There will be books written about this era of synthesis and Korg’s revision of its FM legacy is deserving of a chapter or two. With the opsix line, Korg introduced “altered FM” — an architecture capable of generating sounds across a wider spectrum than available from FM synths. With the opsix SE, they have perfected it.
The first opsix looked a little like contemporary synths like those made by Arturia, designed to be light, portable and have a small footprint. This is a behemoth: 61 keys to play with both hands, a metal body in aluminum casing with natural touch keys with aftertouch. This is made for playing live in a way that synths with a smaller keyboard are not. The original opsix felt cheap and it was in truth cheaply made. This is a tank, it’s tooled beautifully and for all of its heft it handles like a very well-tuned sports car.
It’s obviously still a powerful studio synth too. The original opsix Operator Mixer gave a richer sound than had previously been possible with true FM synthesizers, starting with Korg’s original icebreaker, the DX7. You can apply filters in a way that you never could with old FM synths like the DX7, programmable in a very easy and intuitive interface. The opsix SE also raises the bar to a ridiculous 80 voice polyphony which creates instant walls of sound in unison. The opsix SE still does the FM synth stuff too. Electric piano sounds so icy and so clear, like some essence of Don Henley is trapped inside “E.Piano 1” forever.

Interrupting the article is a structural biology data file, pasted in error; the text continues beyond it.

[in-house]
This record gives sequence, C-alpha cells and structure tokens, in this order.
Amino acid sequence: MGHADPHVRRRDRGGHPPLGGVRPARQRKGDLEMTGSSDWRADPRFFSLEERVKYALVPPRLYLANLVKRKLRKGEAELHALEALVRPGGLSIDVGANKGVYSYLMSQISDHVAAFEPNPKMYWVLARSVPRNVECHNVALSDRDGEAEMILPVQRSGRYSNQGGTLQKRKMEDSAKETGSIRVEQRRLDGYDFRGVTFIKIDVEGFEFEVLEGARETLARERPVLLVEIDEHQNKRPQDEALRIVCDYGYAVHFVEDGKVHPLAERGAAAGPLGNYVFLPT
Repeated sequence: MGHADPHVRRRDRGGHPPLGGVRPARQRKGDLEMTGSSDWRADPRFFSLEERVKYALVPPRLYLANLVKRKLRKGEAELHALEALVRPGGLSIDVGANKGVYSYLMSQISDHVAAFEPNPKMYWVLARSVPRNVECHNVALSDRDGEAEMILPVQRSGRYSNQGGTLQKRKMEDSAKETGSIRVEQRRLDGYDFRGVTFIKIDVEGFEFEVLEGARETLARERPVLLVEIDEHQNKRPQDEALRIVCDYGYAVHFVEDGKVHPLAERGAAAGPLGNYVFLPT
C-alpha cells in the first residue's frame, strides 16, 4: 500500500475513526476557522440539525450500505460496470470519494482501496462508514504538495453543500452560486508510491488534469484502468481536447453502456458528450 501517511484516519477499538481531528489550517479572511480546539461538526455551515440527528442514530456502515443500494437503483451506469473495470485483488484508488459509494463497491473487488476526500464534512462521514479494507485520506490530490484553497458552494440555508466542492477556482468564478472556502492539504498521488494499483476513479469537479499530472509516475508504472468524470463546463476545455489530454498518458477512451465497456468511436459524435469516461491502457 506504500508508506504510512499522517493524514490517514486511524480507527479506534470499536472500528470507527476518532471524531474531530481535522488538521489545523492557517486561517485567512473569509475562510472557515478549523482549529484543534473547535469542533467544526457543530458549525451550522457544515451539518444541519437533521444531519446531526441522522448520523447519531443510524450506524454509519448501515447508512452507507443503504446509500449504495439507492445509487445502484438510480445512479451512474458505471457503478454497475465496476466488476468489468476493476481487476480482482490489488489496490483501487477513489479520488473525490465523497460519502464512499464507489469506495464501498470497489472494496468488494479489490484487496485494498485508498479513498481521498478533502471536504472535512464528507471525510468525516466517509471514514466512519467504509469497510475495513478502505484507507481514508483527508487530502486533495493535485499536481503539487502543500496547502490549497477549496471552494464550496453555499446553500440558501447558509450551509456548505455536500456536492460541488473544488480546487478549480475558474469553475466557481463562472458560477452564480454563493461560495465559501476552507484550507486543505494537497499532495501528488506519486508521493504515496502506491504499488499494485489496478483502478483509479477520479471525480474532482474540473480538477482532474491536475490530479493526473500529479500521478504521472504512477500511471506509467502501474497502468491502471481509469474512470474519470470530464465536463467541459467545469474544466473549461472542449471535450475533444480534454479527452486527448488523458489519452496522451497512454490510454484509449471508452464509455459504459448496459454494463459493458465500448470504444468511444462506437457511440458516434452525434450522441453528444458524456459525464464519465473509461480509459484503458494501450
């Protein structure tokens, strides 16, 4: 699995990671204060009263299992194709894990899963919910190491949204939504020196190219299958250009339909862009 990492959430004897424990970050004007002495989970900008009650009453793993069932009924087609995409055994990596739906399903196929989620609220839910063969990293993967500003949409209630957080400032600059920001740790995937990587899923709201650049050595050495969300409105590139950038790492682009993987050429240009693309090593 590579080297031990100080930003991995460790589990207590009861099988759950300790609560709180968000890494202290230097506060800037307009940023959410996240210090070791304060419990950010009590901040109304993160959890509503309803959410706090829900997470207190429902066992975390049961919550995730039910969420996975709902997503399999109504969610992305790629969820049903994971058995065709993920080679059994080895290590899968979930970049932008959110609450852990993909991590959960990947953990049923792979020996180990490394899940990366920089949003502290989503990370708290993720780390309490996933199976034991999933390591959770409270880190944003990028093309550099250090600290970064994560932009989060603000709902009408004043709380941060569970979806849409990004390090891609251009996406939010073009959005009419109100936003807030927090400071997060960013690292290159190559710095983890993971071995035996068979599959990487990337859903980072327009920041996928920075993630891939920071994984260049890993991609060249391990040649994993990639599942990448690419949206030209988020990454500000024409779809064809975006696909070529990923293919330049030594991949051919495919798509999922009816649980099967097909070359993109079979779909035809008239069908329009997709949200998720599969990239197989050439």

The opsix SE and SE Platinum (a special edition with a different body) are available for preorder for shipping in September; MSRP is $1,999.
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